California Supreme Court Says Employers Should Provide a Seat

The California Supreme Court recently found that workers whose jobs can be done at least in part while sitting, should be forced to stand by their employer. Many employees will agree that fulfilling a job while standing can take its toll – particularly when discussing long term employment. The Supreme Court’s decision regarding suitable seating cases will allow employees to literally take a load off by requiring employers to give their workers chairs.

Bowlin, a member of the class action lawsuit against CVS, cited long term health issues due to standing (including varicose veins, etc.) The class action suitable seating lawsuit against CVS, popular pharmacy chain, is one of dozens filed throughout California in the last several years. All cite allegations against employers that require their employees to stand. The Supreme Court ruling was unanimous, clarifying labor law in a way that will make it fairly difficult for employers to deny their workers with a chair on the job.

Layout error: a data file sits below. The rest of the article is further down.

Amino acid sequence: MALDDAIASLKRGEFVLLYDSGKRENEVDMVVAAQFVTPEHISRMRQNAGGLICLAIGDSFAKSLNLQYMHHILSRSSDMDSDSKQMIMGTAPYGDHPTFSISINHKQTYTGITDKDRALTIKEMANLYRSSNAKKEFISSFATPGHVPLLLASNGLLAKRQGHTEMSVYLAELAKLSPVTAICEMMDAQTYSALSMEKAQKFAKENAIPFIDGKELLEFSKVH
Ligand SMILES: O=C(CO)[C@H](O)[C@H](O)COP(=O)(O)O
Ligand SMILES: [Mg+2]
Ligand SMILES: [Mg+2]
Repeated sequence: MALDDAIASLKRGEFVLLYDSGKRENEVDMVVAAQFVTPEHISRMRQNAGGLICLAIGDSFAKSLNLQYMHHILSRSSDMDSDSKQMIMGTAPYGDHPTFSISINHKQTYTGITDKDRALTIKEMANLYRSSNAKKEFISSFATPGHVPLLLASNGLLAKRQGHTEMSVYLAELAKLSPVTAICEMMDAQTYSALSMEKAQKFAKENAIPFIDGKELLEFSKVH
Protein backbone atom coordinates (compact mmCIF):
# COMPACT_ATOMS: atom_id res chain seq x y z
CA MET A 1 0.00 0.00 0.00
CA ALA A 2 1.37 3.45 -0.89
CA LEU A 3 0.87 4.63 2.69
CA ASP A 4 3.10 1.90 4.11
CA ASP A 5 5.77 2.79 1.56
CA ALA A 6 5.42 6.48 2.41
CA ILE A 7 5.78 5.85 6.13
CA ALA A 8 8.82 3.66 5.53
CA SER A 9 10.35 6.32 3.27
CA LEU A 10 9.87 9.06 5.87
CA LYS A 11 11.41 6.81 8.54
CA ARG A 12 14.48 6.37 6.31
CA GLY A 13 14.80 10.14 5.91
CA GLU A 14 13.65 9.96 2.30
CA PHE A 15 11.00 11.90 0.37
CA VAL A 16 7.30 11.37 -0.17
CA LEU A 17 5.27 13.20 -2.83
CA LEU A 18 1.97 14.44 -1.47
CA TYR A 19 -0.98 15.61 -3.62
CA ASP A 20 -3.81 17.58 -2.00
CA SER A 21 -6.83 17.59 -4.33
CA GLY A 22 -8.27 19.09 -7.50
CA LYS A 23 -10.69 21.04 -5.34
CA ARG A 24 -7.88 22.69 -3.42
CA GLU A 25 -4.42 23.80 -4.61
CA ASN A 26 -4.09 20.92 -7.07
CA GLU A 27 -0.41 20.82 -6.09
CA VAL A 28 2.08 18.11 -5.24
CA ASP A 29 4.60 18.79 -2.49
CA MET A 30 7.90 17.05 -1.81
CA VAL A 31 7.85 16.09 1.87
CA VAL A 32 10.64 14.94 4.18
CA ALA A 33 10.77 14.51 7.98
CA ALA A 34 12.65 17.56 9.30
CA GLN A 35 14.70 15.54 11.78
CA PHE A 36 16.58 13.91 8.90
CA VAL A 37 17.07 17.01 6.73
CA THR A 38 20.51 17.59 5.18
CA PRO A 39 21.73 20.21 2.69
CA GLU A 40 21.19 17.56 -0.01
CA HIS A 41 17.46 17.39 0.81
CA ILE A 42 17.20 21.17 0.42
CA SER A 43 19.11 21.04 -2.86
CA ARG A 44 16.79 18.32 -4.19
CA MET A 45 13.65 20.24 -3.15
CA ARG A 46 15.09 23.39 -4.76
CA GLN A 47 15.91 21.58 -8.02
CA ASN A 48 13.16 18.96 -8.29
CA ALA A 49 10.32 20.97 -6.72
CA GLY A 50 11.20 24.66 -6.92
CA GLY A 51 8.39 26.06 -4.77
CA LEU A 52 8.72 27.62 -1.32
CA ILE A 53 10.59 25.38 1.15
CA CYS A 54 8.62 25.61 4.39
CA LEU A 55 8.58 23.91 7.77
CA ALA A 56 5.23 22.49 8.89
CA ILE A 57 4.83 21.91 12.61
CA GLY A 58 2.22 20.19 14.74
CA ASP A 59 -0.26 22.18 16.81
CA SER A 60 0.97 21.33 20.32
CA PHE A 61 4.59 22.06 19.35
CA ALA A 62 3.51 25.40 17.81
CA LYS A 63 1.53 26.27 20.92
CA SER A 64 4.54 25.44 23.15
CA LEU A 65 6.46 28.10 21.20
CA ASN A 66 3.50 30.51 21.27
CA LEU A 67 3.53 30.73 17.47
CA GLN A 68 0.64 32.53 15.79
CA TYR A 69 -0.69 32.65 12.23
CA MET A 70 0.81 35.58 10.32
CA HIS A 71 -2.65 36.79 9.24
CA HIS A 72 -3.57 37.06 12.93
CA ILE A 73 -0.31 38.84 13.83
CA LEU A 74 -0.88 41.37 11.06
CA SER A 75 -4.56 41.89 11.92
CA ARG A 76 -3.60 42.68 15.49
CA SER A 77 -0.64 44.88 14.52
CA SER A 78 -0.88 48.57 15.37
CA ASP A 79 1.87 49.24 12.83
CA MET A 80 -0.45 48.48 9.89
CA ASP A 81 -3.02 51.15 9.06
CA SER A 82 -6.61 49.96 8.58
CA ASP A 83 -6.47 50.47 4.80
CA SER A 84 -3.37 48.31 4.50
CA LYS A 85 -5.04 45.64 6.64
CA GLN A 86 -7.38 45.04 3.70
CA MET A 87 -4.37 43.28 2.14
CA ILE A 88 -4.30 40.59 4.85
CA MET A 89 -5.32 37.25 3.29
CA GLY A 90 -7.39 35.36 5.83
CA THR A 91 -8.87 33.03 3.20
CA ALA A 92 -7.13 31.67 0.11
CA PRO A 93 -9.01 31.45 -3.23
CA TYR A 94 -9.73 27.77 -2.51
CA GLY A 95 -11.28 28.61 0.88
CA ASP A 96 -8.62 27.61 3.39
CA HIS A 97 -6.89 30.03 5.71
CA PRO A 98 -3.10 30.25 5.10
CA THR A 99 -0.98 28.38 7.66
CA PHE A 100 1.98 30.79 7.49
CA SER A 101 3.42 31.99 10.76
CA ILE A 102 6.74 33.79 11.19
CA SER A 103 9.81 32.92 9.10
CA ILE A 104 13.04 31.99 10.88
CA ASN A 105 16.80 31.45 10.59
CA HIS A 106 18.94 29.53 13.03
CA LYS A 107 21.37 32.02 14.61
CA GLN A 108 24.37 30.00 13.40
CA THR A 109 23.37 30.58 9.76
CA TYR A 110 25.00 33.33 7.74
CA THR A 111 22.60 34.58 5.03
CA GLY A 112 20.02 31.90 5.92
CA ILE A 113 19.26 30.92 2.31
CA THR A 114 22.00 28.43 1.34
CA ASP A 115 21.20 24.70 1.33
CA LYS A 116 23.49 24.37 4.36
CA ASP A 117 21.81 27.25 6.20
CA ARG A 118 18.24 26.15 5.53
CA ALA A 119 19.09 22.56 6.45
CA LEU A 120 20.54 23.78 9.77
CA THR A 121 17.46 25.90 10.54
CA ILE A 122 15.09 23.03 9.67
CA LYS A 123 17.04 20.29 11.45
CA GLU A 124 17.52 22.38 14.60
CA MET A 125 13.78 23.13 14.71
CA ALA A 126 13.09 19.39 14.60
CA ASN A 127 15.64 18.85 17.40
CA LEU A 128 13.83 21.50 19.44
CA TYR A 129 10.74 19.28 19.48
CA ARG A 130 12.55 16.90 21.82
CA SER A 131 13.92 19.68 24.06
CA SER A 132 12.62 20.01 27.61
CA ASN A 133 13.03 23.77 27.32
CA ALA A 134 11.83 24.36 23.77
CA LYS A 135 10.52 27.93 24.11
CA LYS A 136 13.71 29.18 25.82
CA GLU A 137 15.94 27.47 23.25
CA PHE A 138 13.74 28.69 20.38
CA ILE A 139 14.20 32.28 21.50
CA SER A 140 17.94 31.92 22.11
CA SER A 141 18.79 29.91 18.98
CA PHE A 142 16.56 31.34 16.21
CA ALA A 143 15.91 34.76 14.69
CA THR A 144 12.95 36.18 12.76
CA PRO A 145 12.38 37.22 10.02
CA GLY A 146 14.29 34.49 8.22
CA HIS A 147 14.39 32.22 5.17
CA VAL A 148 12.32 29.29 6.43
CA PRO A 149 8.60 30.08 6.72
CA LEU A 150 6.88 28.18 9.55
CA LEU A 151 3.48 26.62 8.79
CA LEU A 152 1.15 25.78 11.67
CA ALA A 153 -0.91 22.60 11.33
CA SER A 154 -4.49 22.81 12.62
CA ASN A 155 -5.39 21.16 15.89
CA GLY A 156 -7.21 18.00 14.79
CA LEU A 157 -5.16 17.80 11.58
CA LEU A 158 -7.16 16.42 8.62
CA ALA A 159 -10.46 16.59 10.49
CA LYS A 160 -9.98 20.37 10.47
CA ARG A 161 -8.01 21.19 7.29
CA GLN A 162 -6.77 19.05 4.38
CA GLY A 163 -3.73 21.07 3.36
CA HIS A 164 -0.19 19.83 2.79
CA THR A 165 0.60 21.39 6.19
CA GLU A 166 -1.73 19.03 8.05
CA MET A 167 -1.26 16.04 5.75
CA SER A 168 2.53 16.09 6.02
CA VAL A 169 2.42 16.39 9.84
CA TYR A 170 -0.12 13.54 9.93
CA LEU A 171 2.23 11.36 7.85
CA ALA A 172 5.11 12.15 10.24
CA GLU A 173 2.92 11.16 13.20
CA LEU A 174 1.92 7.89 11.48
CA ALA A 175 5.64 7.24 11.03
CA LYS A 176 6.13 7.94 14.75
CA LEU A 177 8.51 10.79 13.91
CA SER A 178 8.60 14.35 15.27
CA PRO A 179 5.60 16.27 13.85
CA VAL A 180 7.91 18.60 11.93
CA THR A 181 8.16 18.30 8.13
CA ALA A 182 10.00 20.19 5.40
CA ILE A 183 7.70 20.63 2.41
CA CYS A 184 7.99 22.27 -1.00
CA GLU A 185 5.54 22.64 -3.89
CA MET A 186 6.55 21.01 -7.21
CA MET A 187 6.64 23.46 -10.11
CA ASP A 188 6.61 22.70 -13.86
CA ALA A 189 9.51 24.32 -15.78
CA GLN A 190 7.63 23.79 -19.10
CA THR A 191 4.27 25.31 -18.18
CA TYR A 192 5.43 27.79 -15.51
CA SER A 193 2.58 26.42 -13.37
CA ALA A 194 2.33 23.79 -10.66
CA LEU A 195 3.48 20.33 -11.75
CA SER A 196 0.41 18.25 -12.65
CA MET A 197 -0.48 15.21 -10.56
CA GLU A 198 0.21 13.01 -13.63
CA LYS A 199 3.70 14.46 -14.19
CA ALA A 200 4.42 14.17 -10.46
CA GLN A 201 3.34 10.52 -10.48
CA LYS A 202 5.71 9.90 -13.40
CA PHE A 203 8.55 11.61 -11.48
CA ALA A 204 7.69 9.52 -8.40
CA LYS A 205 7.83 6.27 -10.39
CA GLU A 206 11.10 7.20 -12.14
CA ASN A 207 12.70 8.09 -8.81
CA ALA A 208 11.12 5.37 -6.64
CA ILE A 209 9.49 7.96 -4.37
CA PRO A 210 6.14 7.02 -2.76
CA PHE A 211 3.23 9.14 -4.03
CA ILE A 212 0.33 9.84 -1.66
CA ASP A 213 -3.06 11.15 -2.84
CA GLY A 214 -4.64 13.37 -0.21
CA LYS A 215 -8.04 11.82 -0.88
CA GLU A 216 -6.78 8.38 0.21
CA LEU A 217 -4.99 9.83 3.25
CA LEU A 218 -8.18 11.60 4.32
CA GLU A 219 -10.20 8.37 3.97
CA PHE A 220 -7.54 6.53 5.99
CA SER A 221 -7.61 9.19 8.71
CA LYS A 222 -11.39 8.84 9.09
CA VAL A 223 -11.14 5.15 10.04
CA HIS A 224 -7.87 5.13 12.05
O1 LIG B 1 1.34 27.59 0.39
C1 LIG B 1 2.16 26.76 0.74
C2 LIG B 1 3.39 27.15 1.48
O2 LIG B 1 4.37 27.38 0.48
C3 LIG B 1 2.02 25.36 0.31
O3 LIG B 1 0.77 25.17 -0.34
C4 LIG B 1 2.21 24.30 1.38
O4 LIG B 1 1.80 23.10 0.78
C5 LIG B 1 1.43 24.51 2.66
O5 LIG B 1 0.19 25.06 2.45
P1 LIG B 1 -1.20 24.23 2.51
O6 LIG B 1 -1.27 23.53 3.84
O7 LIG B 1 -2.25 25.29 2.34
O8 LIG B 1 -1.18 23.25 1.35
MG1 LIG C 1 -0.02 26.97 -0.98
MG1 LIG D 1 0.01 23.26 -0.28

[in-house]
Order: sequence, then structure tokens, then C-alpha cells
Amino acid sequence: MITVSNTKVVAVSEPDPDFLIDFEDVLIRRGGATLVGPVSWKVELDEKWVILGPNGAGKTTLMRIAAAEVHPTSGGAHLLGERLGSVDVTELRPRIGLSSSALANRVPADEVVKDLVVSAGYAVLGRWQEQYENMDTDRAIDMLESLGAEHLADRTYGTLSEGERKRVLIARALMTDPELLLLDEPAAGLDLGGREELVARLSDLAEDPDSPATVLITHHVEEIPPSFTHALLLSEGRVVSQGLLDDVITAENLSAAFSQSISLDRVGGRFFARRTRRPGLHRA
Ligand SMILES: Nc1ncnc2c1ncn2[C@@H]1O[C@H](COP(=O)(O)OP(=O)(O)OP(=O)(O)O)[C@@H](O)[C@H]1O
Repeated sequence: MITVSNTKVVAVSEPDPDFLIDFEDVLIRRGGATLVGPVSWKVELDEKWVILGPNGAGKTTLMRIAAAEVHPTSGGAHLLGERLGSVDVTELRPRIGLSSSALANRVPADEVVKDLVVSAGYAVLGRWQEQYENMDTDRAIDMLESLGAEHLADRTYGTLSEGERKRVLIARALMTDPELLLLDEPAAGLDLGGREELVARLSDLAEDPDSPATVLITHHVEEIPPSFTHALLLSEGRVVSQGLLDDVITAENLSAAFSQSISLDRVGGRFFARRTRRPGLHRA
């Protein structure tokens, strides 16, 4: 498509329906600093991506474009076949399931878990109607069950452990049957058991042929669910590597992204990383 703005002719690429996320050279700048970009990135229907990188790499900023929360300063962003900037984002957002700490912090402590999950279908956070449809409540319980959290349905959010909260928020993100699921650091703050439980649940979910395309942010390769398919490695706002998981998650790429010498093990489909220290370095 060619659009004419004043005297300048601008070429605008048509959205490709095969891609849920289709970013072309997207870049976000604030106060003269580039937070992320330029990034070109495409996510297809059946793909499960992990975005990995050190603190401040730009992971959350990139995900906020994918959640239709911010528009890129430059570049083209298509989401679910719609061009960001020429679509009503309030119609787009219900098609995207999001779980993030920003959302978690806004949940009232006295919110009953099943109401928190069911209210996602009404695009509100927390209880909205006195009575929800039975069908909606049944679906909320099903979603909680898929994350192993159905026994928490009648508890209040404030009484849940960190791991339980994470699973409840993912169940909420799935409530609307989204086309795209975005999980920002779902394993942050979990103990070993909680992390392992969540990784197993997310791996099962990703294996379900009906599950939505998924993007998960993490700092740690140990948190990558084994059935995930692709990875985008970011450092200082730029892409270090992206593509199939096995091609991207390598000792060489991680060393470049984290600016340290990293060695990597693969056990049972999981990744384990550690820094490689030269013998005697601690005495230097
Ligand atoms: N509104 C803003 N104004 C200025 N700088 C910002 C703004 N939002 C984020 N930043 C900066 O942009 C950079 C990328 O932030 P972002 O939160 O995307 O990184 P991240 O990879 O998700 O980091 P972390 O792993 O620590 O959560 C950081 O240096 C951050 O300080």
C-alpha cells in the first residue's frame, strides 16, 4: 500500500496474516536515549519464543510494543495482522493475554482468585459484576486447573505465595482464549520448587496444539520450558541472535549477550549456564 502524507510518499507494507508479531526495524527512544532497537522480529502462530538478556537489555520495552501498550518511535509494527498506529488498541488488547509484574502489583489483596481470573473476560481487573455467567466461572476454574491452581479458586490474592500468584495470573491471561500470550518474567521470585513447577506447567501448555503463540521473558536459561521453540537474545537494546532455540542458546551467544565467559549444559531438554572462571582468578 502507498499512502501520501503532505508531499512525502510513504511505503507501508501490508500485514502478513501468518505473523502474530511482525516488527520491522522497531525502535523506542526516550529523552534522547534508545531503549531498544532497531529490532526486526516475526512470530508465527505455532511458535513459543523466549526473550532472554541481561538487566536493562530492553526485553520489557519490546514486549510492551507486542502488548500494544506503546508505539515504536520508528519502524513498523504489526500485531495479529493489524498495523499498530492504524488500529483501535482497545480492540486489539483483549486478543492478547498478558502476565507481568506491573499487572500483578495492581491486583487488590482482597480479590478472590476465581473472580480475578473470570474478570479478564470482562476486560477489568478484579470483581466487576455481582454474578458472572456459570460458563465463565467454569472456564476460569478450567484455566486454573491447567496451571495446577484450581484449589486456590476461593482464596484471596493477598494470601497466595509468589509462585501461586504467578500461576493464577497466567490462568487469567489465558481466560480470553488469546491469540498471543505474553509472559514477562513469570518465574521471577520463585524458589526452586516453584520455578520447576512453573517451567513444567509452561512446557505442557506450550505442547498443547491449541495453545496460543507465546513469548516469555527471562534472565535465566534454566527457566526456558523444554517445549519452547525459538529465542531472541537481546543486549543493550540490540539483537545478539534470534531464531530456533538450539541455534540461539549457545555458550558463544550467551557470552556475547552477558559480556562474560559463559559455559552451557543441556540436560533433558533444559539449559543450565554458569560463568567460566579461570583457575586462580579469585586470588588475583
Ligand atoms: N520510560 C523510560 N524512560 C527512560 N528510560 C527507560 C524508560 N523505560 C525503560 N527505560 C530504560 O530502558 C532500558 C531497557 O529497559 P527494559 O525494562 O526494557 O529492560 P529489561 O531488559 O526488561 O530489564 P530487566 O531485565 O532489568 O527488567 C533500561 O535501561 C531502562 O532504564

Justice Carol A. Corrigan explained more regarding what employment situations fall into this category: when an employee spends a large part of the workday in a single spot completing job duties that can be done while sitting down (even if other job duties need to be completed in a standing position).

The “totality of the circumstances” determines whether or not a worker is entitled to have a seat on the job. This totality of circumstances consists of: whether a job duty can be completed from a sitting position, whether the seated employee would disrupt job performance, and the physical layout of the workplace and its suitability for seating. Having said that, the court also stated that employers should not design workspaces to “further a preference for standing” and that, in fact, employers should consider whether or not the workspace could be reasonably rearranged in order to accommodate a chair.

This clarification of employment law is expected to affect almost every industry across California. Employers will no longer be able to legally require employees to stand on the job all day in a fixed spot if the tasks required for the job can be completed while the employee is seated.

If you have questions regarding how this clarification of employment law will affect your workplace, please get in touch with the experienced southern California employment law attorneys at Blumenthal, Nordrehaug and Bhowmik.